CONSUMER ADVISORY FOR IMMEDIATE RELEASE
Contact: Lori Sitler
Phone: (302) 577-8314
Pager: (302) 247-1132
Date: March 24, 2003
Connolly and Brady Caution Consumers About New Nigerian Scam Internet Sales Targeted for Counterfeit Check Scheme
(Wilmington, DE): Attorney General M. Jane Brady and United States Attorney Colm Connolly wish to alert Delawareans about a new twist on an old theme - "Nigerian" scams. The perpetrators of Advance Fee Fraud, known internationally as "419" fraud after the section of the Nigerian penal code which addresses fraud schemes, are often creative and unfortunately, effective.
In the original scheme, which has plagued the U.S. for over 15 years, a company or individual will typically receive an unsolicited letter by fax or email from a Nigerian claiming to be a civil servant. In the letter, the Nigerian will inform the recipient that he seeking a reputable foreign company or individual into whose account he can deposit funds ranging from $10-$60 million that the Nigerian government overpaid on some procurement contract. The recipient is usually offered a commission up to 30% for assisting. Victims are often convinced of the authenticity of Advance Fee Fraud schemes by the forged or false documents bearing apparently official letterhead, seals, as well as letters of credit, payment schedules and bank drafts. According to the United States Secret Service, this scheme grosses hundreds of millions of dollars annually and the losses continue to escalate.
The newest version of the Nigerian scam targets consumers who have an item to sell listed on the Internet. Below is a typical scenario of the Nigerian counterfeit cashier's check scam which has surfaced in the last six to eight months in the United States:
A seller lists an item on the Internet - a classic car, pure-bred animal, etc. The seller receives an offer to buy the item at or above the asking price from a buyer, usually from Nigeria or "West Africa", who agrees to send the seller a bank cashier's check. The buyer then advises the seller that he is owed money from a third party in the U.S. in an amount greater than what he owes seller. The buyer offers to send the cashier's check to the seller for the full amount, and asks that the seller send him the balance, "after the check clears, of course".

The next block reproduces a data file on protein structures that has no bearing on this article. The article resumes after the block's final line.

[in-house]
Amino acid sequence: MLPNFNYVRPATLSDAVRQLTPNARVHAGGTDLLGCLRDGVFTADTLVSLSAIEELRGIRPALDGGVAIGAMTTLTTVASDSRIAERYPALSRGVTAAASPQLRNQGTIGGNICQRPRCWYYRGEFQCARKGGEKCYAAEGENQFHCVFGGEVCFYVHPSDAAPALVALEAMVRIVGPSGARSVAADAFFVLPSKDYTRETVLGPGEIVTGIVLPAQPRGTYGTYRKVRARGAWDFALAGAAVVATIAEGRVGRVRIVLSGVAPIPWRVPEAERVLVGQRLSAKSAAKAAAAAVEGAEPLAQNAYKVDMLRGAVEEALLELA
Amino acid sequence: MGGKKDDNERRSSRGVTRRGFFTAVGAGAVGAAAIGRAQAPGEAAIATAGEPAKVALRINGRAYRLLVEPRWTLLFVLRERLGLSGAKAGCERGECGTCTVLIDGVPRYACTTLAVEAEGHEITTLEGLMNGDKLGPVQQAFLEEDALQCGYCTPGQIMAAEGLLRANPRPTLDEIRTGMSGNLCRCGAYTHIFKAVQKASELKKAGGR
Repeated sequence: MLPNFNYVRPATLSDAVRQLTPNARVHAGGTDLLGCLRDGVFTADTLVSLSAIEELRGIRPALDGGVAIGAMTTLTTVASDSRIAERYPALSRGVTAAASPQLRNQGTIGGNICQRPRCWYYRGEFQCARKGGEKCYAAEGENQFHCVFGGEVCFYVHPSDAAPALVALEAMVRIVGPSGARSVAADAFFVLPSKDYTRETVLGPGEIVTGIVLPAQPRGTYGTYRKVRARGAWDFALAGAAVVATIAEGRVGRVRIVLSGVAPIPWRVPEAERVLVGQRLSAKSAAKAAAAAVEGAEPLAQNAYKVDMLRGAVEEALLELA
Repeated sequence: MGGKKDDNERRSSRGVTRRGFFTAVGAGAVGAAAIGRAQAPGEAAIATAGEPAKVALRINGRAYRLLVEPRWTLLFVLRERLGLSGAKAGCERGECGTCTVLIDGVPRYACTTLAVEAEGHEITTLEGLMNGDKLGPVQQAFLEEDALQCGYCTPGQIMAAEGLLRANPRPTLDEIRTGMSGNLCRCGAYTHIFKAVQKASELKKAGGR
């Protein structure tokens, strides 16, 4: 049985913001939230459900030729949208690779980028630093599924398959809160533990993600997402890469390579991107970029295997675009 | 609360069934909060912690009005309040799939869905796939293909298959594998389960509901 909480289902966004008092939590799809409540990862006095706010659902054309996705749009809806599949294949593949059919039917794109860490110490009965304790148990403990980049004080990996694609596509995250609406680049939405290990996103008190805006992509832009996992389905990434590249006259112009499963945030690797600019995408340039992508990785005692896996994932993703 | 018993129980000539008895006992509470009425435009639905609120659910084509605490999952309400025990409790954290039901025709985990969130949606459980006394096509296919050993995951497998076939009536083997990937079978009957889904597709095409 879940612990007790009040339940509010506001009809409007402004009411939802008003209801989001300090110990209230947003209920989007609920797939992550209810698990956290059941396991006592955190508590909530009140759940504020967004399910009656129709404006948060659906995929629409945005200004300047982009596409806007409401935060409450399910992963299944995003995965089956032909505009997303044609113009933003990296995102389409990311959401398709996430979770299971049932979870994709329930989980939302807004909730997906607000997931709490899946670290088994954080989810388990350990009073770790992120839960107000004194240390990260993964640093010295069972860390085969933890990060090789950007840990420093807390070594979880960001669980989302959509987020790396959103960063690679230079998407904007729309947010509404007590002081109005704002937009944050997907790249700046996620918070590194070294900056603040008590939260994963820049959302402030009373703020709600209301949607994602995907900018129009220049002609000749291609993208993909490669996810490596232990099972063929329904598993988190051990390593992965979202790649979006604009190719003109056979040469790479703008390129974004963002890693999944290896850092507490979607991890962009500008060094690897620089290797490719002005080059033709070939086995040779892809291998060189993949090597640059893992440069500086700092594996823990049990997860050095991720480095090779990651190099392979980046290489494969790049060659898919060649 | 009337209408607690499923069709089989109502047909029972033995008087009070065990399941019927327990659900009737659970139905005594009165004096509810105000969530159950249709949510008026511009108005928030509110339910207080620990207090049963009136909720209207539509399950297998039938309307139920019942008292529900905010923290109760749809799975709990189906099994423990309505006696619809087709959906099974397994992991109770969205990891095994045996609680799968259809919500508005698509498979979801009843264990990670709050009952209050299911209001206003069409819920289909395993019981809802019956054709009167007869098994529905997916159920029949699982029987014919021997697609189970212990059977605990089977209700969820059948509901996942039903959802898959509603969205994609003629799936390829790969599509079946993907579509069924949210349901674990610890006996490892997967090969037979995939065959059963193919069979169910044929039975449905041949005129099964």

Generally, the sellers are skeptical but, in the scam, an authentic-looking U.S. bank cashier's check arrives by Federal Express. The seller's bank accepts the check and assures the seller that the funds are available. The seller wires the balance to the buyer and prepares to ship the item.
Usually, within a week, the bank contacts the seller to say that the cashier's check is counterfeit and worthless and that the bank requires payment to cover the counterfeit check. The seller's account may be frozen, and the seller may even be suspected of fraud for passing the counterfeit check!
While the items for sale may vary and the reasons given for sending a check in excess of the sale price may change, the bottom line is SELLER BEWARE!
Attorney General Brady warns consumers who use the Internet for selling goods to, "Be extremely skeptical of any buyers from Nigeria or West Africa who offer to pay by a cashier's check. Chances are the check will be counterfeit and, although your bank may make funds available to you and the check initially "clears", if the check is determined to be counterfeit, you will be held responsible for the full amount of the check!"
If you have been a victim of any of these scams, please contact Paul Kane, Senior Investigator, Attorney General's Consumer Protection Unit at (800) 220-5424 to make a report and/or the United States Secret Service at (302) 573-6188.